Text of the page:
BEALS ISLAND, Maine — If the tree created by lobster fishermen from the coastal town of Jonesport and the island of Beals isn’t the world’s largest made entirely of lobster traps, organizer Buddy Mills would like to know.
“I’m claiming it’s the world’s largest,” he said Sunday night. “If anyone else wants to tell us different, they’re going to have to prove it.”
It took a dozen fishermen more than a week to put the tree together, carefully layering the traps donated by local fishermen. It ended up containing 769 traps and rising 50 feet tall.
To put that in context, Rockland’s lobster trap tree is 35 feet high and contains 152 traps. Gloucester, Mass., has been creating what it calls the world’s largest lobster trap tree for 11 years. It is 40 feet tall and contains 430 traps.
Looking up at Jonesport-Beals’ giant tree, complete with strings of colored lights and buoys for decorations, Susan Mills said, “Take that, Rockland.”
The idea for the largest trap tree began when the Fourth of July committee decided it wanted to expand the annual Christmas flotilla in the bay. Each year for the past five years, a dozen or so fishing boats don lights from stem to stern and parade back and forth in Moosabec Reach.
“We wanted to add to the flotilla,” Buddy Mills said. “Then someone mentioned Rockland’s trap tree, and someone else said, ‘We can beat that,’ and the rivalry was on.”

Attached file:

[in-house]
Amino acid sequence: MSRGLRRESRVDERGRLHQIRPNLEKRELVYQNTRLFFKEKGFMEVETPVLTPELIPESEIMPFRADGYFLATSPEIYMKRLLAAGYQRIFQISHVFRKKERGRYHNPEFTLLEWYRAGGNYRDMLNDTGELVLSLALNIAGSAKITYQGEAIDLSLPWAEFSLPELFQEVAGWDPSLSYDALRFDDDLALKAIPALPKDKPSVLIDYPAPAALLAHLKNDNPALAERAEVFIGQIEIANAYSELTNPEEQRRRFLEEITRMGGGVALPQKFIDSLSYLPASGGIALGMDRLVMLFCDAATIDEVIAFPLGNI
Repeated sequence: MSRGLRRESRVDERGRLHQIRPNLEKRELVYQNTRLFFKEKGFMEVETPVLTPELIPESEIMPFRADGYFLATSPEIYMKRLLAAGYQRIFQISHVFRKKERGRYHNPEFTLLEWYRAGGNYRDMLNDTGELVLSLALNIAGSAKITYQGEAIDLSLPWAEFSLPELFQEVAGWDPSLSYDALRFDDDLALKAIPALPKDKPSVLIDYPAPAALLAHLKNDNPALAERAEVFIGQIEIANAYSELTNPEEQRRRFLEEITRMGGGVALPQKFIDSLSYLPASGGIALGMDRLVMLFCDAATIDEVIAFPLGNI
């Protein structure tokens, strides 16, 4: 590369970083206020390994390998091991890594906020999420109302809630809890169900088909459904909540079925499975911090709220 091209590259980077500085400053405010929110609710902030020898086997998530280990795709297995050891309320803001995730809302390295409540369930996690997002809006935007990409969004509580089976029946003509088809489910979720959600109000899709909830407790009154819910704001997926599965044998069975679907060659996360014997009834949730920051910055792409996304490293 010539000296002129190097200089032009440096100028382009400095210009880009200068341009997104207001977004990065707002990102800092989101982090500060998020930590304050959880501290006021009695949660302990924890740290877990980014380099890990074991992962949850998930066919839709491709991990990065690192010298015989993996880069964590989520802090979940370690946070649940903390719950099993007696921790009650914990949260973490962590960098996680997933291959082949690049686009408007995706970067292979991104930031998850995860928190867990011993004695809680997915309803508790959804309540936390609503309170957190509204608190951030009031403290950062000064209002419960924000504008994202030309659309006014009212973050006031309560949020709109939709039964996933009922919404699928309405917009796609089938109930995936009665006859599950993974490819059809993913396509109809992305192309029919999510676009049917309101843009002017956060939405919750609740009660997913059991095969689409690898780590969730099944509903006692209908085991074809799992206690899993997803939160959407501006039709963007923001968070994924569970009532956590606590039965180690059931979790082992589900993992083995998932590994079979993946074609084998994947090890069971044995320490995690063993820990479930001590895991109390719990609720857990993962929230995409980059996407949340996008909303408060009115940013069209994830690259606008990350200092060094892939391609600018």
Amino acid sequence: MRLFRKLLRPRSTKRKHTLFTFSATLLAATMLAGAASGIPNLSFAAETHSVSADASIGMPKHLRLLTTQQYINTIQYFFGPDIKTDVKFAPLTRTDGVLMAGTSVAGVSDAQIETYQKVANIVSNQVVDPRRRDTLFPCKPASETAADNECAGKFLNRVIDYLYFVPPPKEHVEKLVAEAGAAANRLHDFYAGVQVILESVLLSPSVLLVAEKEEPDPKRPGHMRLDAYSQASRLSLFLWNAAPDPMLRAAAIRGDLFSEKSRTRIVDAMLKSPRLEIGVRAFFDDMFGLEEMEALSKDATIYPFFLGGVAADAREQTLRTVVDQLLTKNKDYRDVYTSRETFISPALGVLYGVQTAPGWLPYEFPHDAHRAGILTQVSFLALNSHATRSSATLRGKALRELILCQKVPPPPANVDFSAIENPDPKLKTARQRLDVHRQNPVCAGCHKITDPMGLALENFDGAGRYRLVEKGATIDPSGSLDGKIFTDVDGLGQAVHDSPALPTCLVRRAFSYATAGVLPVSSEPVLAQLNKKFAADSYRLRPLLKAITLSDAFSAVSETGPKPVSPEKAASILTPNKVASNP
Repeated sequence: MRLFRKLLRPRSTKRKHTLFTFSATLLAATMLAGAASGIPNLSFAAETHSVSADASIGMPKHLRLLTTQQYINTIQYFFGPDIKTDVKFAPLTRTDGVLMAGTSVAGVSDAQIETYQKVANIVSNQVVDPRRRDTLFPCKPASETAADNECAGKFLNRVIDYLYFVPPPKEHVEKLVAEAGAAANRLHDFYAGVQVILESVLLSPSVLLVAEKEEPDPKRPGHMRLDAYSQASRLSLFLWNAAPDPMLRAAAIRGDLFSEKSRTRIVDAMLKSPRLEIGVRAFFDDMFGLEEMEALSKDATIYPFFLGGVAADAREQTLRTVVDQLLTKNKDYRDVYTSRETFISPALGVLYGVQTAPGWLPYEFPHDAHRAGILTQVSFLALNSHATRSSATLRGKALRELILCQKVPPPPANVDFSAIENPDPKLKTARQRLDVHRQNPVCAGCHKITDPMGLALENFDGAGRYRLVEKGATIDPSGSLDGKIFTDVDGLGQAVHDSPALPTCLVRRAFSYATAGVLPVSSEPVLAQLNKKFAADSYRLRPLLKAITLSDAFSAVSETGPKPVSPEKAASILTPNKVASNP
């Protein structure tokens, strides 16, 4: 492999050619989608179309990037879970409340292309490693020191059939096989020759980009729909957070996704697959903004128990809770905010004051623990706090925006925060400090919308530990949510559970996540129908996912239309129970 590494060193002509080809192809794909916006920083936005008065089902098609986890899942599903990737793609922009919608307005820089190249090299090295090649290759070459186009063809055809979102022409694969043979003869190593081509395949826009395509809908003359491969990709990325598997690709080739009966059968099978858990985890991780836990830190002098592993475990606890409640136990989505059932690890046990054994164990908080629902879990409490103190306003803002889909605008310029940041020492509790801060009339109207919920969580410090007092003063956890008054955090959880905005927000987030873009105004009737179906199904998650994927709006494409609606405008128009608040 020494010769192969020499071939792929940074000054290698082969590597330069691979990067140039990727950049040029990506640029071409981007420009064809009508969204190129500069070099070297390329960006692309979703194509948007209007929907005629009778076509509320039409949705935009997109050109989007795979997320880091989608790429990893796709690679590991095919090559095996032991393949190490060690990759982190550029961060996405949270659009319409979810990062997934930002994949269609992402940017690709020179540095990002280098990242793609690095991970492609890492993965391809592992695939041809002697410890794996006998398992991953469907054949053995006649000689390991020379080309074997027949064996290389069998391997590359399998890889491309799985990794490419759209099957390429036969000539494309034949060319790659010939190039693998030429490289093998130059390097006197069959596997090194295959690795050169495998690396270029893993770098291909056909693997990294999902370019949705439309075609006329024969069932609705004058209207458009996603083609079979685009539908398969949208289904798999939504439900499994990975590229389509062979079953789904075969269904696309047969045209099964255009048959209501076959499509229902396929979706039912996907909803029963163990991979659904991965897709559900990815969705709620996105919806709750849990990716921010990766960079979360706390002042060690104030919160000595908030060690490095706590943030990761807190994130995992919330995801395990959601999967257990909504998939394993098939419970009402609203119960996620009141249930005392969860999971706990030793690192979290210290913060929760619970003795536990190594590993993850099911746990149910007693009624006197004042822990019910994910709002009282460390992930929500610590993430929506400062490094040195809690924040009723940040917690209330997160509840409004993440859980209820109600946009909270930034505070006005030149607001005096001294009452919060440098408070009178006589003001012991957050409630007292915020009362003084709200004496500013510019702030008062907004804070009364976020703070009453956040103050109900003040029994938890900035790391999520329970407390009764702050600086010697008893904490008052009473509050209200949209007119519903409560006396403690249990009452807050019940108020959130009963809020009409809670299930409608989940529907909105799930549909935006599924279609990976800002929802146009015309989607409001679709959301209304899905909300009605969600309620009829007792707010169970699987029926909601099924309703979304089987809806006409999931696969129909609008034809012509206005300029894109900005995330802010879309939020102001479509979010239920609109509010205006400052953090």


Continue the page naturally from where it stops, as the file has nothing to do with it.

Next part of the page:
At precisely 5:30 p.m. Sunday, more than 400 people stood around the tree, with many more people lining the Jonesport-Beals bridge and gathered on the opposite side of the reach, when Albert Carver hit the switch.
The tree, the bridge and 17 fishing boats cruising the reach lit up. It was a bit of holiday magic reflected in the waters: Red, green, yellow and white lights, accompanied by Debbie Kelley of Beals Island, a lobsterman’s wife, who sang carols from her husband’s boat, the Debbie D.
Mills, who has been organizing the effort and worked all day to decorate his son’s boat, rode in the third boat in the parade.
“Look at that,” he said, gazing back at the rest of the flotilla, the shining lights on the bridge and the impressive tree. “If that doesn’t put you in a holiday mood, nothing will.”
Mills has had a busy week, what with the television interviews and the interview on National Public Radio, and then nearly falling overboard Sunday afternoon when the Christmas tree he was installing on the cabin of his son’s boat fell into the water.
“But it has all been worth it, every bit,” he said. “I just like to see people happy.”
Mills said the idea was originally meant to provide a bit of community spirit. After all, life in Maine’s fishing villages can be hard, and holidays provide a chance to gather, laugh and smile.
“Everybody knows everybody else,” he said. “I mean, most of us are related.”
When Mills and his wife, Susan, graduated from college, he said they faced a choice. Both had been offered jobs away from Jonesport-Beals. “But we thought about where we wanted to raise our children, and we came home,” Mills said. “It’s about a quality of life here, not money.”
Nearly 80 percent of the Jonesport-Beals people make their living from the sea, and in small communities such as these, nearly a quarter of the children here live below the poverty line.
But those struggles weren’t evident Sunday night as the tree was lit, the boats sailed by and Santa Claus sat in the fire station visiting with children.
Mills said, “This will just bring us closer.”
And the tree will be lighted each night until Christmas, he said.